Coronary MR angiography (coronary MRA) is a developing approach to imaging the coronary arteries.
Advantages of coronary MRA include avoidance of the intravenous iodinated contrast and ionizing radiation used in coronary CT angiography and conventional angiography.
A disadvantage of coronary MRA has been a problem with low signal-to-noise ratio when trying to image a small vessel with free breathing sequences. Current techniques also typically involve long scan times since ECG-gated and respiratory-gated acquisition is necessary to avoid motion blurring.
- 1.5 T: coronary MRA typically relies on SSFP sequences (gadolinium contrast not necessary for this sequence).
- 3 T: coronary MRA typically relies on gradient echo (GRE) sequences with a double dose of IV contrast agent.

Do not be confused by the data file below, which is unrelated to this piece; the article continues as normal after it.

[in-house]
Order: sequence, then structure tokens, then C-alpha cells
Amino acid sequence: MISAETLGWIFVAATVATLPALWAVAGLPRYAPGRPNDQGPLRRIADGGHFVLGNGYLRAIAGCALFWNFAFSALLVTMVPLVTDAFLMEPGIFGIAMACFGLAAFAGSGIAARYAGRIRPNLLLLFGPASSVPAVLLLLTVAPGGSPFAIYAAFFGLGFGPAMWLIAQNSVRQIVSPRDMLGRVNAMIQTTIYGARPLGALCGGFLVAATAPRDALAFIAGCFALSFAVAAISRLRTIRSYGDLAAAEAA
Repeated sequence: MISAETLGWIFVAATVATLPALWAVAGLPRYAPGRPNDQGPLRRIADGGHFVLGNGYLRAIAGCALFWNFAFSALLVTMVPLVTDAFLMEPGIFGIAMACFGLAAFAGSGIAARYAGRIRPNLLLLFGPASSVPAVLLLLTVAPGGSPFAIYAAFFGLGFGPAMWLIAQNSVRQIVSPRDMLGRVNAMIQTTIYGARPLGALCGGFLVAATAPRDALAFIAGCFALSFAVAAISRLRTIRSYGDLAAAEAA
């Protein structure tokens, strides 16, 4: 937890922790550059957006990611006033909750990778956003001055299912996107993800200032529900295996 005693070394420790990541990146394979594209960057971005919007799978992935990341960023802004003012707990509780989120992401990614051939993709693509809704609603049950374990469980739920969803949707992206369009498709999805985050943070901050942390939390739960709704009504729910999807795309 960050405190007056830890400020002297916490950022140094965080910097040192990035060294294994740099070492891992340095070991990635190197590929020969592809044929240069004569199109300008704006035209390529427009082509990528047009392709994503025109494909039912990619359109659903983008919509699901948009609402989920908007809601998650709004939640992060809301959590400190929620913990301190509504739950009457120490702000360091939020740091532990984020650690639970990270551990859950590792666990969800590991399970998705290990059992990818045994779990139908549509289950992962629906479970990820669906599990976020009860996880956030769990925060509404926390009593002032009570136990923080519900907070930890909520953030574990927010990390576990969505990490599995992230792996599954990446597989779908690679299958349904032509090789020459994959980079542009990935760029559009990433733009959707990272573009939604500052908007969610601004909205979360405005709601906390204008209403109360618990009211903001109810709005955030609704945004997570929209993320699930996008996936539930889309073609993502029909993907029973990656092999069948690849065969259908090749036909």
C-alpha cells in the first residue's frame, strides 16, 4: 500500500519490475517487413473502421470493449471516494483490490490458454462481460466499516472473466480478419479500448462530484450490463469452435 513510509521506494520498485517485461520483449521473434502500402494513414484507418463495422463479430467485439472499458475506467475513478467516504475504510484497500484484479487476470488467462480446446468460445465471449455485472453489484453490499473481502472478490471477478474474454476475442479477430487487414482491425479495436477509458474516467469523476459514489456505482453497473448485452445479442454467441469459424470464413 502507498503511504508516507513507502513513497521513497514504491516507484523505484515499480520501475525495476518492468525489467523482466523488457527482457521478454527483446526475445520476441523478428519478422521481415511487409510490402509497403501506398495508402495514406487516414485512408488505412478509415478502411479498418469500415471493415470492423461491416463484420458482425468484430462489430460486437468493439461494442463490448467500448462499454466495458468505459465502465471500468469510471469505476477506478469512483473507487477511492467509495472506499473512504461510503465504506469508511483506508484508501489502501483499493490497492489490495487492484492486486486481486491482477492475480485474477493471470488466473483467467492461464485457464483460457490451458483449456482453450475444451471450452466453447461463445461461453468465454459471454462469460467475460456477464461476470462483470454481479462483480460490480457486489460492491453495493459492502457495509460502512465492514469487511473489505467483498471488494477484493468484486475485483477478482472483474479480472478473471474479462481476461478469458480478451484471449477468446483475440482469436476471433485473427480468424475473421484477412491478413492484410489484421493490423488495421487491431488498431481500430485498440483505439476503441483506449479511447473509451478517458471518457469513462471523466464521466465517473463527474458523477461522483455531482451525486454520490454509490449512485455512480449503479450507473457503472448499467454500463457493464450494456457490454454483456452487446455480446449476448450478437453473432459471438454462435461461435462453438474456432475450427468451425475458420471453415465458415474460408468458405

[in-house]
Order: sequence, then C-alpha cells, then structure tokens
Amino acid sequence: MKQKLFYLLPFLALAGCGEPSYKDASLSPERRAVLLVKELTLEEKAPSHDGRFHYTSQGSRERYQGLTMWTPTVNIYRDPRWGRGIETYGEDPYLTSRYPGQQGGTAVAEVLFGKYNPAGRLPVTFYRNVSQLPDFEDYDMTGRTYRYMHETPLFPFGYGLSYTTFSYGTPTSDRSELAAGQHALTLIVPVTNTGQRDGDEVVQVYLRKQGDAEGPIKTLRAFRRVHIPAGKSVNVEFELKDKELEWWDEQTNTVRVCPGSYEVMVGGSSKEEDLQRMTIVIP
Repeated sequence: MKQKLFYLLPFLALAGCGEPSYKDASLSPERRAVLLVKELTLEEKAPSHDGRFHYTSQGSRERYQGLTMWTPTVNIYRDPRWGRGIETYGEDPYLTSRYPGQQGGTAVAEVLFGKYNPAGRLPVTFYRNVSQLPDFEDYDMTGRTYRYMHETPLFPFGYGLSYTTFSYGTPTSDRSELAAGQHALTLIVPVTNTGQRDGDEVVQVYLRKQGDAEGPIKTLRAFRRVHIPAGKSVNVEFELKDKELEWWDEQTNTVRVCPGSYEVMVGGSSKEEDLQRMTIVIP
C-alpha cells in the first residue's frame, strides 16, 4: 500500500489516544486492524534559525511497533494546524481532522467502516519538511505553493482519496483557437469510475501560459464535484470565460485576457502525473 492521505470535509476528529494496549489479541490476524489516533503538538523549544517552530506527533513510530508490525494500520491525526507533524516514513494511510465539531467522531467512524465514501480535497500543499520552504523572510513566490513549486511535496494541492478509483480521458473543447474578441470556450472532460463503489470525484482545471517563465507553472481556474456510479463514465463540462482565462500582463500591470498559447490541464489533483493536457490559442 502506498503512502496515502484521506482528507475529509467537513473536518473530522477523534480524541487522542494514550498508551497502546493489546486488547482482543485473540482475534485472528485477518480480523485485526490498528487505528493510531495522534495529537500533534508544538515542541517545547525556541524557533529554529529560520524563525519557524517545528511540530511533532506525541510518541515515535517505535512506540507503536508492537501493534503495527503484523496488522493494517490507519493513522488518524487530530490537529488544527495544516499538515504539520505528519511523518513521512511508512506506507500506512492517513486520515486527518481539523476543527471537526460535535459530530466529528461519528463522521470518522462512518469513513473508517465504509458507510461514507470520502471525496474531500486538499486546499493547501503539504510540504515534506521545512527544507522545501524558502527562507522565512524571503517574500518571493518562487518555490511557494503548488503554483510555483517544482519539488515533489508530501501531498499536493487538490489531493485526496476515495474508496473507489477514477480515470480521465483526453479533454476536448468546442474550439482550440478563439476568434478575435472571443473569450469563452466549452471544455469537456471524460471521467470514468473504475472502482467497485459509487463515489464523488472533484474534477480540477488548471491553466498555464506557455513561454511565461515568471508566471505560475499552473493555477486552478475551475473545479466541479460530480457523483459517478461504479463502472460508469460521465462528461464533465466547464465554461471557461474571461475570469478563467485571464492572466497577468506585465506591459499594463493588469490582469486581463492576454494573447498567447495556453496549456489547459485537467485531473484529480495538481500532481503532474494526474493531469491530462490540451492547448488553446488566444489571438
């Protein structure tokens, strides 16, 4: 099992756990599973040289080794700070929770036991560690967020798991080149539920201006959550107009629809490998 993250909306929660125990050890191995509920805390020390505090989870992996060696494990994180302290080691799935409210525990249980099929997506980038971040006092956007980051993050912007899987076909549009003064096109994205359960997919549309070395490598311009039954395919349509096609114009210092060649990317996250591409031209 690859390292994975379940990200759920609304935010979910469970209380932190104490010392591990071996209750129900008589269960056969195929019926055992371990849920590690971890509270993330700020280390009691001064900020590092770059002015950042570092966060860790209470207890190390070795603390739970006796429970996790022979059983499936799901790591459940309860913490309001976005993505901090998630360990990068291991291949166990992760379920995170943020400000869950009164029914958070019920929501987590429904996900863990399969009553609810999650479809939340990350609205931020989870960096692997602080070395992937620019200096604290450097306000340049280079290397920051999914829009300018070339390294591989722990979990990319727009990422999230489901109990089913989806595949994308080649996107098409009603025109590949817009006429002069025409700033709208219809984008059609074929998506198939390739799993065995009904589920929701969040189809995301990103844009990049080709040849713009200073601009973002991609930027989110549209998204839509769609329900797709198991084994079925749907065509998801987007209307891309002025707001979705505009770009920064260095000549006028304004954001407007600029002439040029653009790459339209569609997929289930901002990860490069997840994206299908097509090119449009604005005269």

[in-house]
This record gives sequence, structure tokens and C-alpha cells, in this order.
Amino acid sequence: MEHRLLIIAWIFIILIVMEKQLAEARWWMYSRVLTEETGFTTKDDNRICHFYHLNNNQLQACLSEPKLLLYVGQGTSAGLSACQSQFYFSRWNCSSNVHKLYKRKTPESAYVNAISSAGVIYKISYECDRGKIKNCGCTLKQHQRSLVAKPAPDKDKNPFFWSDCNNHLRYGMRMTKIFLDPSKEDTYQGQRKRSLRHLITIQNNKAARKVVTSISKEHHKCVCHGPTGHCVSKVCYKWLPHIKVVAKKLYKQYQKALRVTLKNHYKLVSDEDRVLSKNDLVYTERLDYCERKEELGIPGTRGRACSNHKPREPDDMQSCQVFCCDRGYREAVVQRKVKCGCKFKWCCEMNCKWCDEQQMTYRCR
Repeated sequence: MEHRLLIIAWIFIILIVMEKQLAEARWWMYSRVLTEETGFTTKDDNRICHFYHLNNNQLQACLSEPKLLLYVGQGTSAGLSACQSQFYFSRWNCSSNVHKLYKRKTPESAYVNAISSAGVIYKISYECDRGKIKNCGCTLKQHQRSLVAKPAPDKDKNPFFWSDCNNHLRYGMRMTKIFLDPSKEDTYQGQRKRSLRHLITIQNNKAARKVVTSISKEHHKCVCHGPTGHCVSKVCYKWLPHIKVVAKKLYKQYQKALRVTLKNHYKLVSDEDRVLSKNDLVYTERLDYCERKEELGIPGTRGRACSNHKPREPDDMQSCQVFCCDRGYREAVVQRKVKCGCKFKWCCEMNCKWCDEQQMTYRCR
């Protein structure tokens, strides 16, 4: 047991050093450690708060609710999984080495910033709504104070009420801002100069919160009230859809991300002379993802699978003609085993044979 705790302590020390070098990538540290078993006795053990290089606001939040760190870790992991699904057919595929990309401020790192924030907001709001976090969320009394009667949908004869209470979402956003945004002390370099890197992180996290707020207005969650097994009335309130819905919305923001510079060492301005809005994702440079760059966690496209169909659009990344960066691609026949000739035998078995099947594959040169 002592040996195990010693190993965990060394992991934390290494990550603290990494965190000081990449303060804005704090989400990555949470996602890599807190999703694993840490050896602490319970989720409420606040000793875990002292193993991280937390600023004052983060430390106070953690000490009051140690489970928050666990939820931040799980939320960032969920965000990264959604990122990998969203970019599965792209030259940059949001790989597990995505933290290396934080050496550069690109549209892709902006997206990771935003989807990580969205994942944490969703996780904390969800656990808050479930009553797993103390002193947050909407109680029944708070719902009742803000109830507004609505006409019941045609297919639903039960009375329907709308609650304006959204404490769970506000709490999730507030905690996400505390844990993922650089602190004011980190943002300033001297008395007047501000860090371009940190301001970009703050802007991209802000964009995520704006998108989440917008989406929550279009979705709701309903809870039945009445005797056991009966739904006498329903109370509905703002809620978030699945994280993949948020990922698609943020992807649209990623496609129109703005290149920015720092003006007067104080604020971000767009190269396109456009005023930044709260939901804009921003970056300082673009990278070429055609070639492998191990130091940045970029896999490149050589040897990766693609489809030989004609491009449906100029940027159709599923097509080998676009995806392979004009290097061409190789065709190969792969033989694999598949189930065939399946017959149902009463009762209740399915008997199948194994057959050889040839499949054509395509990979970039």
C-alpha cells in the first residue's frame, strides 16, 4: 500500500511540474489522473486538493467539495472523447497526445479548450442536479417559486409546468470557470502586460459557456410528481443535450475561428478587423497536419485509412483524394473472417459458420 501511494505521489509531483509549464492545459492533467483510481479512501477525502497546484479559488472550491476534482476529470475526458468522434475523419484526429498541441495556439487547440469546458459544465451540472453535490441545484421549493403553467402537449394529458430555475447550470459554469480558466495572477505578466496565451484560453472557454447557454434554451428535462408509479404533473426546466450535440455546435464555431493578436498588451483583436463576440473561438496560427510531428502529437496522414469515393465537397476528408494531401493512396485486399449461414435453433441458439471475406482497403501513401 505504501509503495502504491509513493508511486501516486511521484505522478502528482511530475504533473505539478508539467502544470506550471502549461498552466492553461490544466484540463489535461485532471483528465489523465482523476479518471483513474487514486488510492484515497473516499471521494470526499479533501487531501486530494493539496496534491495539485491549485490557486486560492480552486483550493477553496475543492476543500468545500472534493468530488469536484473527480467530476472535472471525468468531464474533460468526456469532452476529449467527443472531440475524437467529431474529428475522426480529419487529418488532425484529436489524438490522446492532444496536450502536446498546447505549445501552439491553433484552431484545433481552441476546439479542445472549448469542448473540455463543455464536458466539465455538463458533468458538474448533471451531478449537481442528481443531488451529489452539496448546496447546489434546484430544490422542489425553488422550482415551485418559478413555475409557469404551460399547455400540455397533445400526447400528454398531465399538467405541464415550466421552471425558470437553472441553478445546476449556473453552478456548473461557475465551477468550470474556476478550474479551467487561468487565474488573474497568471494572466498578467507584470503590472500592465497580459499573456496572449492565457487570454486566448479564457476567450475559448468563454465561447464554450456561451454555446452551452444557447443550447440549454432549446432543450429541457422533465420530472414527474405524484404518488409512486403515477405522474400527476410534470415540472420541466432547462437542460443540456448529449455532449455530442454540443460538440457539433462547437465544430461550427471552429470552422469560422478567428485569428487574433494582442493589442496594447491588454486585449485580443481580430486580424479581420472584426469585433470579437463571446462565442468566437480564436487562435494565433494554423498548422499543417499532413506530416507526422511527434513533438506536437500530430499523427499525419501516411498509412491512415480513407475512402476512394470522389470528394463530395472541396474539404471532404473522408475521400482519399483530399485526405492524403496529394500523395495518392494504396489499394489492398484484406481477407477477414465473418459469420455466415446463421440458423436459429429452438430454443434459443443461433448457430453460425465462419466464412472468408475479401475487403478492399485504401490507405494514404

- fat-saturation techniques (such as STIR or SPIR) are necessary to suppress epicardial fat surrounding the coronary arteries
- a T2W magnetization preparation pulse suppresses myocardial signal and venous blood signal in the epicardial veins
3 T GRE contrast-enhanced whole heart coronary MRA sensitivity (94%) and specificity (82%) approaches that of 64-slice coronary CTA, but data about its prognostic ability has not yet been developed.
- 1. Ishida M, Sakuma H. Magnetic resonance of coronary arteries: assessment of luminal narrowing and blood flow in the coronary arteries. J Thorac Imaging. 2014;29 (3): 155-62. doi:10.1097/RTI.0000000000000081 - Pubmed citation
- 2. Nagata M, Kato S, Kitagawa K et-al. Diagnostic accuracy of 1.5-T unenhanced whole-heart coronary MR angiography performed with 32-channel cardiac coils: initial single-center experience. Radiology. 2011;259 (2): 384-92. doi:10.1148/radiol.11101323 - Pubmed citation